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Nobel Laureate Godfrey Hounsfield

Associated Press
Monday, August 23, 2004; Page B05

Godfrey Hounsfield, 84, who developed the first practical CAT scan machine and shared a Nobel Prize in 1979 for inventing CAT scan technology, died Aug. 12 at a hospital in Kingston upon Thames, England. The cause of death was not reported.

His Nobel Prize was shared with Allan M. Cormack of Tufts University, who published the first theoretical papers on the system, but Mr. Hounsfield developed his machine without knowing of Cormack's work.


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The Nobel committee described Mr. Hounsfield, who worked at EMI laboratories' medical research division, as "the central figure in computer-assisted tomography." The device uses X-rays to scan from different angles and a computer to assemble the images into a cross section.

In 1968, Mr. Hounsfield made a patent application that was granted in 1972, the year he tested the first device.

Developing the machine "involved many frustrations, occasional awareness of achievement when particular technical hurdles were overcome and some amusing incidents, not least the experiences of traveling across London by public transport carrying bullock's brains for use in evaluation of an experimental scanner rig in the laboratories," Mr. Hounsfield wrote in his autobiography for the Nobel committee.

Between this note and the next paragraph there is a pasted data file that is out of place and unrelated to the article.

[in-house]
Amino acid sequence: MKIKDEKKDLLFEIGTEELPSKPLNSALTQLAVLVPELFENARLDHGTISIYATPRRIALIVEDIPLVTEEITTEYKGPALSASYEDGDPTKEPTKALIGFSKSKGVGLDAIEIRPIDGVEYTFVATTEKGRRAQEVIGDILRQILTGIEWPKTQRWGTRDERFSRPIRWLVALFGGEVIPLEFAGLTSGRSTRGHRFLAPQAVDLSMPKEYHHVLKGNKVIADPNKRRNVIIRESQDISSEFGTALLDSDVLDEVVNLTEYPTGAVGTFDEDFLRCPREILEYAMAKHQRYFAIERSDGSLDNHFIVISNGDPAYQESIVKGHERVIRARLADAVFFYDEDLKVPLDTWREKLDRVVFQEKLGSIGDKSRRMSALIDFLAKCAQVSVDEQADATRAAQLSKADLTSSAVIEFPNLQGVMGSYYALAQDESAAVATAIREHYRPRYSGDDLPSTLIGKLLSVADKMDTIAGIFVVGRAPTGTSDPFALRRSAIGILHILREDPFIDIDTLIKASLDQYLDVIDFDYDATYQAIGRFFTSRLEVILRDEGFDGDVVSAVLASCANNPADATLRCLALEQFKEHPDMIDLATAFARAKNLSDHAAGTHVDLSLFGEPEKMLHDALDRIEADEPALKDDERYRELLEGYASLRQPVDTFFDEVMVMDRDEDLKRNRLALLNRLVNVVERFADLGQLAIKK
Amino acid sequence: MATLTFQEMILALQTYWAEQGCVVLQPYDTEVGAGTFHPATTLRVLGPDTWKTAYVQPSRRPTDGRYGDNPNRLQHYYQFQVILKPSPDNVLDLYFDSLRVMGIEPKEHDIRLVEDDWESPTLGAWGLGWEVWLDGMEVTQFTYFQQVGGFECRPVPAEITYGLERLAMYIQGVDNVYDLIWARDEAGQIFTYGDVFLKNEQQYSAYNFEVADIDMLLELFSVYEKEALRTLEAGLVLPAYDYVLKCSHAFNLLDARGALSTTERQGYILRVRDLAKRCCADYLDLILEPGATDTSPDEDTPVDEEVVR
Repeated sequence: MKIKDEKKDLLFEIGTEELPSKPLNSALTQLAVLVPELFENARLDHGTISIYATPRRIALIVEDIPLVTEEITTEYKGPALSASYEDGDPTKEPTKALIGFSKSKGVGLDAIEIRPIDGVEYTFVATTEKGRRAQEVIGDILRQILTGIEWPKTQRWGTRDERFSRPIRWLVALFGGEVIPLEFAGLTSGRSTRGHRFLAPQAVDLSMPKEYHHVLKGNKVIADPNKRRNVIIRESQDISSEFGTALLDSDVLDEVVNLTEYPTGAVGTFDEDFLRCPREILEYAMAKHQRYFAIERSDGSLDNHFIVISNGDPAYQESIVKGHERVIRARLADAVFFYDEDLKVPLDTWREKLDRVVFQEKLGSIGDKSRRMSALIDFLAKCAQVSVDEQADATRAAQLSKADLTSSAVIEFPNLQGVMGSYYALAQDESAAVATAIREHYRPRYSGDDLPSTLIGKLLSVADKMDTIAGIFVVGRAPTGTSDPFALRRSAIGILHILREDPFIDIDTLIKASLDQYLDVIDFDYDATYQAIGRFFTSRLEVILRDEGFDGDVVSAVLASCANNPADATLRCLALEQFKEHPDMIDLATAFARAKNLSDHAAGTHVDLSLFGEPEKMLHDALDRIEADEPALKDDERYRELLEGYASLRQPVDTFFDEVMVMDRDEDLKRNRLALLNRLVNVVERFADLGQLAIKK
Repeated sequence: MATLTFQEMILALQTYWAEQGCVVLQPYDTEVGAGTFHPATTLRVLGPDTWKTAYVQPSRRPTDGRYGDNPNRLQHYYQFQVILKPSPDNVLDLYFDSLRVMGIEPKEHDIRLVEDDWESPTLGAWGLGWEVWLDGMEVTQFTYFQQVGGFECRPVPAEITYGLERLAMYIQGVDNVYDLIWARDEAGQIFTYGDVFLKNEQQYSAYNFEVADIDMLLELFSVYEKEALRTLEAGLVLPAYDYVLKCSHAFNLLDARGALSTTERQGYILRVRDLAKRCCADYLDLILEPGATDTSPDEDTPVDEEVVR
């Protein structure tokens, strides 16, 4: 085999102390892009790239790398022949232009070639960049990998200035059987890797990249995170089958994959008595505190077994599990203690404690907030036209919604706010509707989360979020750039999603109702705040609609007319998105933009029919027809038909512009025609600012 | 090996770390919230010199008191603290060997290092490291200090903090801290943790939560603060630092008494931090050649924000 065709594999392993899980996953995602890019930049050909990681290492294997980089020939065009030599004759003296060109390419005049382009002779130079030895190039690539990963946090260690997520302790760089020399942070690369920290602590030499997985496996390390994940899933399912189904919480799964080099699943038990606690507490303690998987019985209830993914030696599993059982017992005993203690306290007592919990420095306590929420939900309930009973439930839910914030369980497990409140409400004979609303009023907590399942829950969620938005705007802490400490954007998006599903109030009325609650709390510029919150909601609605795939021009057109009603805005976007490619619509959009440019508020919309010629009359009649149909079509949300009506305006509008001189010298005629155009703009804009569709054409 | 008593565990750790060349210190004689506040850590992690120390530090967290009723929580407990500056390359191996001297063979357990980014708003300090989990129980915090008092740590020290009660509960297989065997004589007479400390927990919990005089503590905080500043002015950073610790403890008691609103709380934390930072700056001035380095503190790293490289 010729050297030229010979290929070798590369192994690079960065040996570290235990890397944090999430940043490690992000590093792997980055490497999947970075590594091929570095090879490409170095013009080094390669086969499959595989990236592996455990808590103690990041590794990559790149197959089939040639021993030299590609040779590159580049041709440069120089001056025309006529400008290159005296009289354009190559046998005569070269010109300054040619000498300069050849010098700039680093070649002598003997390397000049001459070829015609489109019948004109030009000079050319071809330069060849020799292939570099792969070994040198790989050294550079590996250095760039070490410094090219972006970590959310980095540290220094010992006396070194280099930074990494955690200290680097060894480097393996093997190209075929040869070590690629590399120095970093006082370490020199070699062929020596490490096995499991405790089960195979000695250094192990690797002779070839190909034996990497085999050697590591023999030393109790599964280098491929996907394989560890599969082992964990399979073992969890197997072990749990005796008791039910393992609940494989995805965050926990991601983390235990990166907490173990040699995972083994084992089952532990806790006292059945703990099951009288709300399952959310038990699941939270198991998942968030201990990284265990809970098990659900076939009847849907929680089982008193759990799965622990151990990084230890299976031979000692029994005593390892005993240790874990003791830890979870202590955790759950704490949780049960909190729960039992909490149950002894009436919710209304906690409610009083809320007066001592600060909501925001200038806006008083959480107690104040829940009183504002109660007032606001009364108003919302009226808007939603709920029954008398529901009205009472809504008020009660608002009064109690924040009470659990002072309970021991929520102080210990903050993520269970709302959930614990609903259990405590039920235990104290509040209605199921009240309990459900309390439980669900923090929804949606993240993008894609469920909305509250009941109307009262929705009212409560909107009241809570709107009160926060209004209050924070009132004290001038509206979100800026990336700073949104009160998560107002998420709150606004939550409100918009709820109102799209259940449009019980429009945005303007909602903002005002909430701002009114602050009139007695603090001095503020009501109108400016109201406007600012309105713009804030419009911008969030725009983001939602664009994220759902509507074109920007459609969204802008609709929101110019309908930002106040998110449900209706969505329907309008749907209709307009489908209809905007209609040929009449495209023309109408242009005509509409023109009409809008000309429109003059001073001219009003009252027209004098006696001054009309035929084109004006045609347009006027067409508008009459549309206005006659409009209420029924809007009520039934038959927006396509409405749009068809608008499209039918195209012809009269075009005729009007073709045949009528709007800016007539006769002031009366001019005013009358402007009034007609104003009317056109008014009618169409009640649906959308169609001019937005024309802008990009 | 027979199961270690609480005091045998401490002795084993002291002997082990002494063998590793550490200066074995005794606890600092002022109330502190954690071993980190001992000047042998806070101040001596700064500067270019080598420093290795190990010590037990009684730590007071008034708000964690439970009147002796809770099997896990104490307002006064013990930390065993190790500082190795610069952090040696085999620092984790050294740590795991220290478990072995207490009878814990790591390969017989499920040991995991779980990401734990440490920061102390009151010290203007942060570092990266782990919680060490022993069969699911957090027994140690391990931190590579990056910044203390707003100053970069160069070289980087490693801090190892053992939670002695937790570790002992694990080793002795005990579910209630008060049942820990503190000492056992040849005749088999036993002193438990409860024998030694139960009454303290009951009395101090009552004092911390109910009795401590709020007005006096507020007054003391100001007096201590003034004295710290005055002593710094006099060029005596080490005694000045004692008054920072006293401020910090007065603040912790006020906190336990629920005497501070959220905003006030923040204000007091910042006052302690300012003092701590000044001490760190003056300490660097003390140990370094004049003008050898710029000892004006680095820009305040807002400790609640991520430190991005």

Mr. Hounsfield never attended a university but had begun experimenting with electrical and mechanical devices as a boy growing up on a farm in Nottinghamshire.

"The period between my 11th and 18th years remains the most vivid in my memory because this was the time of my first attempts at experimentation, which might never have been made had I lived in a city," he recalled.

"I constructed electrical recording machines; I made hazardous investigations of the principles of flight, launching myself from the tops of haystacks with a homemade glider; I almost blew myself up during exciting experiments using water-filled tar barrels and acetylene to see how high they could be water jet propelled."

He served as a radar-mechanic instructor in World War II before being assigned to technical schools. After the war, he earned a diploma from the Faraday House Electrical Engineering College.


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